Cooking With Herbs and Spices

What Spices Go With What Foods?
The following flavor and food combinations, adapted from information provided by the National Heart, Lung and Blood Institute (, have the added benefit of making meat, poultry, fish and vegetables tasty without adding salt. For meat, poultry and fish, try one or more of these combinations:
If you are 
 Try flavoring it with:
Beef:  Bay leaf, marjoram, nutmeg, onion, pepper, sage, thyme
Lamb Curry powder, garlic, rosemary, mint
Pork Garlic, onion, sage, pepper, oregano
Veal Bay leaf, curry powder, ginger, marjoram, oregano
Chicken Ginger, marjoram, oregano, paprika, poultry seasoning, rosemary, sage, tarragon, thyme
Fish Curry powder, dill, dry mustard, marjoram, paprika, pepper
Carrots Cinnamon, cloves, dill, ginger, marjoram, nutmeg, rosemary, sage
Corn Cumin, curry powder, onion, paprika, parsley
Green Beans Dill, curry powder, marjoram, oregano, tarragon, thyme
Greens Onion, pepper
Potates Dill, garlic, onion, paprika, parsley, sage
Summer Squash Cloves, curry powder, marjoram, nutmeg, rosemary, sage
Winter Squash Cinnamon, ginger, nutmeg, onion
Tomatoes Basil, bay leaf, dill, marjoram, onion, oregano, parsley, pepper
Cucumbers chives, dill, garlic, vinegar
Peas green pepper, mint, fresh mushrooms, onion, parsley
Rice chives, green pepper, onion, paprika, parsley


How To Use Spices and Herbs

How Much To Add

The amount to add varies with the type of spice or herb, type of recipe and personal preference.
If possible, start with a tested recipe from a reliable source. If you're creating your own recipe,
begin with trying one or two spices or herbs.

Substituting Equivalent Amounts of Different Forms. What if your recipe calls for fresh herbs and
all you have are dried herbs? Here are some approximate amounts of different forms of herbs
equivalent to each other:

1 tablespoon finely cut fresh herbs
1 teaspoon dried leafy herbs
1/4 to 1/2 teaspoon ground dried herbs

General Rules for Amounts. If you don't know how much of a spice or herb to use, follow these
recommendations from SpiceAdvice ® at  remember to use
more herbs if using a leafy or fresh form:

Begin with 1/4 teaspoon of most ground spices or ground dried herbs for these amounts and adjust as needed:

1 pound of meat;
1 pint (2 cups of soup or sauce).

Start with 1/8 teaspoon for cayenne pepper and garlic powder; adjust as needed.

Red pepper intensifies in flavor during cooking; add in small increments.

When To Add
The type of spice or herb and the type of food for which it is used influence the time to add it
during food preparation As a general rule, add fresh herbs near the end of the cooking time as
prolonged heating can cause flavor and aroma losses For uncooked foods, add spices and herbs
several hours before serving to allow flavors to blend. Note: Remove whole spices and bay leaves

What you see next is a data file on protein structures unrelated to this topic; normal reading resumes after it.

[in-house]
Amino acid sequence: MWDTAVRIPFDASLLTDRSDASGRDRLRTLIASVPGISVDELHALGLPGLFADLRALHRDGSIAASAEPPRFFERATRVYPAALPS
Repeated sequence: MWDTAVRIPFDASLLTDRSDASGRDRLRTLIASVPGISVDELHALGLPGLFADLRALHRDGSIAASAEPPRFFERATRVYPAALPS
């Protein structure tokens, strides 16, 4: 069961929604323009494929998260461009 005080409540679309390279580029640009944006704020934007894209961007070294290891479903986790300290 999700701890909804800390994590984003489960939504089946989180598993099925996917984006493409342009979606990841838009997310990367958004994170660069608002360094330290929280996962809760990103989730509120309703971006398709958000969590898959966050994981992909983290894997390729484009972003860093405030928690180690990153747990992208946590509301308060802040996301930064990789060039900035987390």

at the end of cooking; secure them in a tea ball for easy removal.

Storing Herbs and Spices
Air, light, moisture and heat speed flavor and color loss of herbs and spices. Follow these guidelines
to help preserve their quality:
Store in a tightly covered container.
Store in a dark place away from sunlight.
Store away from moisture and prevent moisture from entering the container during use:
Avoid storing near a dishwasher or sink.  Remove from container with a dry spoon.
Avoid sprinkling directly from container into a steaming pot to prevent steam moisture from entering
the container.
DO NOT store above the stove, dishwasher, microwave or refrigerator, or near a sink or heating vent.
DO store inside a cupboard or drawer.
For open spice rack storage, choose a site away from heat, light and moisture.
Keep these points in mind regarding refrigerator/freezer storage:
Refrigerate paprika, chili powder and red pepper for best color retention, especially in summer or
hotter climates.
Herbs and spices can get wet if condensation forms when a cold container from your refrigerator or
freezer is left open in a humid kitchen.
How Long To Keep Spices And Herbs

Follow these tips to help you use spices and herbs when flavor and quality are best:

As a general rule, keep:
1 year for herbs or ground spices;
2 years for whole spices.

Buy a smaller container until you determine how fast you'll use a particular herb or spice.

To test freshness:
    If it smells strong and flavorful, it's probably still potent.
    To smell whole spices, such as peppercorns and cinnamon sticks, crush or break them to release their aroma.
    Initial quality will influence shelf life. Label date of purchase on container with a permanent marking pen.


No #1 Spice Blend

4 Tablespoons Mustard Powder
1 Tablespoon Garlic Powder
4 Tablespoons Onion Powder
2 Tablespoons White Pepper
1 Tablespoon Thyme
1 Tablespoon Basil
4 Tablespoons Paprika

Combine spices together and blend well.  Put a small amount of uncooked rice in the bottom
of each shaker to allow spice to blend and flow easily.  Use funnel and fill shakers with spice
blend.  For longer storage, cover shaker holes with tape and label.  Makes about one cup.

Garden Blend

1 Tablespoon garlic powder
1 teaspoon ground basil
1 1/2 teaspoon ground black pepper
dash of cayenne
1 1/2 teaspoon onion powder
1 teaspoon ground parsley
1 teaspoon dried sage
1/2 teaspoon nutmeg

This page was compiled by Ivy Reid, Family and Consumer Science Agent
North Carolina Coopertive Extension, Craven County Center
April 2003

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